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The last roses of summer are often the most perfect ones.

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Winter Sun Picture courtesy www.ludwigsroses.co.zaWinter Sun Picture courtesy www.ludwigsroses.co.zaAs summer draws to a close and the temperatures drop, your roses will take on a whole new intensity of colour and unfading beauty, seldom seen in hot weather. Their petals will unfurl perfectly and the blooms will last much longer too. And, if the temperatures play along, you can have roses well into April and May.

Shorter days are a signal to roses to prepare for winter dormancy and the plants start converting sugar to starches and storing it in their stems for spring growth. For this reason, it is important to feed them regularly; especially in the summer rainfall regions. In very cold regions, you should stop feeding by mid-March to harden the plants off against the cold. Lower daytime temperatures and reduced evaporation also mean that you can reduce the amount you water, while still ensuring good moisture in the soil.

VLV Kaapland Picture courtesy www.ludwigsroses.co.zaVLV Kaapland Picture courtesy www.ludwigsroses.co.zaVLV Kaapland Picture courtesy www.ludwigsroses.co.zaOn the Highveld a lot more dew falls in March, in the Cape you may experience a wet autumn, and in subtropical regions it is still very warm. Therefore, in these regions it is imperative to keep on spraying against fungal diseases.  On the other hand, if the weather is very hot and dry in your regions, keep an eye out for red spider. In hot, humid regions, you can trim your roses lightly if necessary, but do not cut them too short as they can produce their most beautiful blooms in autumn.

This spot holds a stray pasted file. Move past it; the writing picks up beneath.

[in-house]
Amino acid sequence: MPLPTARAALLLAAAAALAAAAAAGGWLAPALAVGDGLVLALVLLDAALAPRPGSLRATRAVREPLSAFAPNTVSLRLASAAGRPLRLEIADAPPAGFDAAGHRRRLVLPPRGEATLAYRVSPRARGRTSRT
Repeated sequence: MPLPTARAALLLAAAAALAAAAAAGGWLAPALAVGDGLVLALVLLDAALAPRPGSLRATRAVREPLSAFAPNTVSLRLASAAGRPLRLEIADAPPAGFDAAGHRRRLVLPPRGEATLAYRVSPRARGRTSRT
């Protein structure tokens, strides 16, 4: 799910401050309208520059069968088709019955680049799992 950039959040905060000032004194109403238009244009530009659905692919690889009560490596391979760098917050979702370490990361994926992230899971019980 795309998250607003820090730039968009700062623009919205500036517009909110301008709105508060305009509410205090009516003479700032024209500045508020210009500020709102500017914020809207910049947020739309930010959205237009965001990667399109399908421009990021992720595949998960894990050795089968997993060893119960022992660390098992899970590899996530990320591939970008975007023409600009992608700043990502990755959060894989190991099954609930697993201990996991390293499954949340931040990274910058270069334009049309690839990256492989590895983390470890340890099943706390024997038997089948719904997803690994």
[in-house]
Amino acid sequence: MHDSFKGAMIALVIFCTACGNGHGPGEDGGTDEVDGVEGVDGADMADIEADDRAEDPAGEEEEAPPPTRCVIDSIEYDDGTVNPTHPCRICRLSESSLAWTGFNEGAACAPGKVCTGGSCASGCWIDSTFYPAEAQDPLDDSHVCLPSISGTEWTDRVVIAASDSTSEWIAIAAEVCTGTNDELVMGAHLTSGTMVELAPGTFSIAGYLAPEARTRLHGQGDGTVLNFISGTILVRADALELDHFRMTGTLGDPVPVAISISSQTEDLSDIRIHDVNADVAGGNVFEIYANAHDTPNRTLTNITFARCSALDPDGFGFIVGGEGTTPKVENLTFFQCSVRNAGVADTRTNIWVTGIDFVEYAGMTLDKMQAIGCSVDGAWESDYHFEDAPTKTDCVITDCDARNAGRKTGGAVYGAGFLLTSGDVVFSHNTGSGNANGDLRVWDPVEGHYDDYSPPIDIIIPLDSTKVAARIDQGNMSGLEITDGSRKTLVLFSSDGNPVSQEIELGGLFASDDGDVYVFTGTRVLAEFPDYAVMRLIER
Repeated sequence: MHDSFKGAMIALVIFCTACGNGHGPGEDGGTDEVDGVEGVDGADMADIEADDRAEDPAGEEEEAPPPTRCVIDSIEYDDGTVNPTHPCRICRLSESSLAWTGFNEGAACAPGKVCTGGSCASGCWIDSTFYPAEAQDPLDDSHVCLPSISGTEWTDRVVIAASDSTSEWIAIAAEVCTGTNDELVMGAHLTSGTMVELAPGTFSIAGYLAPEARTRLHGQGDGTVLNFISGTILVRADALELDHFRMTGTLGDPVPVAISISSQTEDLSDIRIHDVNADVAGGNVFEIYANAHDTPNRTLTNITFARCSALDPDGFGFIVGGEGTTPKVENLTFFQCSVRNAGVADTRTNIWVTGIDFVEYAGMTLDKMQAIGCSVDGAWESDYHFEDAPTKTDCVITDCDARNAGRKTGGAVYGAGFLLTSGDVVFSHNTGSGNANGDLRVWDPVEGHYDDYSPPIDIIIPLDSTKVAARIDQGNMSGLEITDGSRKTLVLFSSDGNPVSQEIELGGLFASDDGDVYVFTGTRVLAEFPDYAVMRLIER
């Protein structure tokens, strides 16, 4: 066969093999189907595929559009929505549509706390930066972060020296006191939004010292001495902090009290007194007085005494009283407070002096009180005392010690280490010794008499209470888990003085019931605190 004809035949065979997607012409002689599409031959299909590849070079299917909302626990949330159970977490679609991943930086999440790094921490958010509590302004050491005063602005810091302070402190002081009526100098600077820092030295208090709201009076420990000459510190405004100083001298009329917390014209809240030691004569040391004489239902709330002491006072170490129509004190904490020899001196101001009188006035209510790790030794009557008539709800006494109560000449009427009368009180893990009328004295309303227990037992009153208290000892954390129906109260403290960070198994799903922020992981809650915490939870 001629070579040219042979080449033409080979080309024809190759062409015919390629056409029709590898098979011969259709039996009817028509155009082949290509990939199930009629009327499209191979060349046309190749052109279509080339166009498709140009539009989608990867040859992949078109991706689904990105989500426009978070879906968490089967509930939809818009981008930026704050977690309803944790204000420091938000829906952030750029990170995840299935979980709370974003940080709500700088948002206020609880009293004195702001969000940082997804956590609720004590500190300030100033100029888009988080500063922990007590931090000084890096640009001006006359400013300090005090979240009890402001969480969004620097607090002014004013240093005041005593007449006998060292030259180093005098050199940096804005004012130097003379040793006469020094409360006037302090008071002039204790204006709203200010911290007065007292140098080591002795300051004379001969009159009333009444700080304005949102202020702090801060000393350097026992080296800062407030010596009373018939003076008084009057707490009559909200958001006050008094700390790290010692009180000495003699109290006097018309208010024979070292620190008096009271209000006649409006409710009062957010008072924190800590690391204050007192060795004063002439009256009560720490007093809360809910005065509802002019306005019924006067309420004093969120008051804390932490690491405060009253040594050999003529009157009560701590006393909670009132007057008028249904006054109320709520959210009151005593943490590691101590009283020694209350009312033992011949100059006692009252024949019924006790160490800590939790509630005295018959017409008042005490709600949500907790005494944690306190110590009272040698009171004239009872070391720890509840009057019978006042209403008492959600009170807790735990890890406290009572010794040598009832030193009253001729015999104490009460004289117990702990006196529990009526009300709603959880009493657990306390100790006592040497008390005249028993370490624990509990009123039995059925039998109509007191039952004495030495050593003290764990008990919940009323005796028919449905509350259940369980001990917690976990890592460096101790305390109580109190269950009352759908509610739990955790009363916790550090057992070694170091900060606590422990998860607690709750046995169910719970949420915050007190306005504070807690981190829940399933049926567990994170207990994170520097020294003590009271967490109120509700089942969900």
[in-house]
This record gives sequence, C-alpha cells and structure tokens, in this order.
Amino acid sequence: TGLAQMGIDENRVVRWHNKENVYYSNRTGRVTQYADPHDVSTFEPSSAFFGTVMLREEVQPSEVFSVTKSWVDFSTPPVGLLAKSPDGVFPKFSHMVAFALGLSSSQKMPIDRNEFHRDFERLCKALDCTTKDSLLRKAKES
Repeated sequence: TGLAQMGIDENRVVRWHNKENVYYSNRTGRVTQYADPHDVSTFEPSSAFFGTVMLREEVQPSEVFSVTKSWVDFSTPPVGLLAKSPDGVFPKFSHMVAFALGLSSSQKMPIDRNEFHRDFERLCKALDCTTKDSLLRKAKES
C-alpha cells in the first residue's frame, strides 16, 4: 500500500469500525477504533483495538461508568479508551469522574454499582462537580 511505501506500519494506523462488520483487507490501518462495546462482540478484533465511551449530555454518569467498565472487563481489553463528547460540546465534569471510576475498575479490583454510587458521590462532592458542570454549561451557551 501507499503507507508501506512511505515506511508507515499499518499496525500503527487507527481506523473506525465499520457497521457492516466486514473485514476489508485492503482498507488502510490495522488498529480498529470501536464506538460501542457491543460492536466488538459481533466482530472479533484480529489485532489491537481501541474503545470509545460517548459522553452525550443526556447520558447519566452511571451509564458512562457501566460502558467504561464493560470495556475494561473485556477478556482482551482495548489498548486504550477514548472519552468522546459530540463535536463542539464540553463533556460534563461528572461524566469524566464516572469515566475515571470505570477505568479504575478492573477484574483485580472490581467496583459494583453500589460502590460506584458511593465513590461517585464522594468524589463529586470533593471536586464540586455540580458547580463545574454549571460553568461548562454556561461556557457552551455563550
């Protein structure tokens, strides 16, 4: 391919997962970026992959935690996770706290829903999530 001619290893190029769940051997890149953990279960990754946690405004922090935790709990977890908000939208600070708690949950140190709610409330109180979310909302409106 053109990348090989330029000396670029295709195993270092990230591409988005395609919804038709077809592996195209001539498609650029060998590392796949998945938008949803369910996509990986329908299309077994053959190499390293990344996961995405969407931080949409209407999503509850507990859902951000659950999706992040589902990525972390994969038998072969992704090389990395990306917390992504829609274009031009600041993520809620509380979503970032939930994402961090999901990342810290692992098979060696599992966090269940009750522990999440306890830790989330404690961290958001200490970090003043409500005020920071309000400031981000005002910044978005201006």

Late summer and autumn are ideal times to plant new roses because the soil is still warm enough for the plant to produce hair roots. Roses planted at this time will be ready to grow to their full potential in spring, and produce their first flush of blooms of the season.

Roses like excellent air circulation, but not a draughty, windy site. They require at least 5 to 6 hours of sunlight a day. Do not plant them near to walls where the soil tends to be dry, or close to other large shrubs whose roots will compete with the rose for moisture and food.

Hestrie Picture courtesy www.ludwigsroses.co.zaHestrie Picture courtesy www.ludwigsroses.co.zaHestrie Picture courtesy www.ludwigsroses.co.zaRoses are quite fussy about their soil. They will do best in light clay or loamy soil, but sandy soil should be enriched with lots of rose compost. Heavy clay can be loosened with basalt, and acidic soil is best mixed with lime each year.

Prepare your planting holes very well, making them 1 1/2 times as wide as they are deep, +-60cm square and +-45cm deep. Remove the topsoil and put it one side before digging the rest of the hole. Mix the excavated soil with special rose compost and a handful of bone meal.

Before planting roses into the garden, ensure that the soil in the planting bag is well watered and allowed to drain, so that it is neither too dry, nor too soggy. Do not plant roses deeper than they are growing in the nursery bag, the bud union must be above ground level. Firm the soil down well before watering the plants thoroughly. Keep the new plants moist but not soggy. In very cold regions, mulch the roots after planting to protect them from freezing. Do not prune newly planted roses after you have planted them in autumn.

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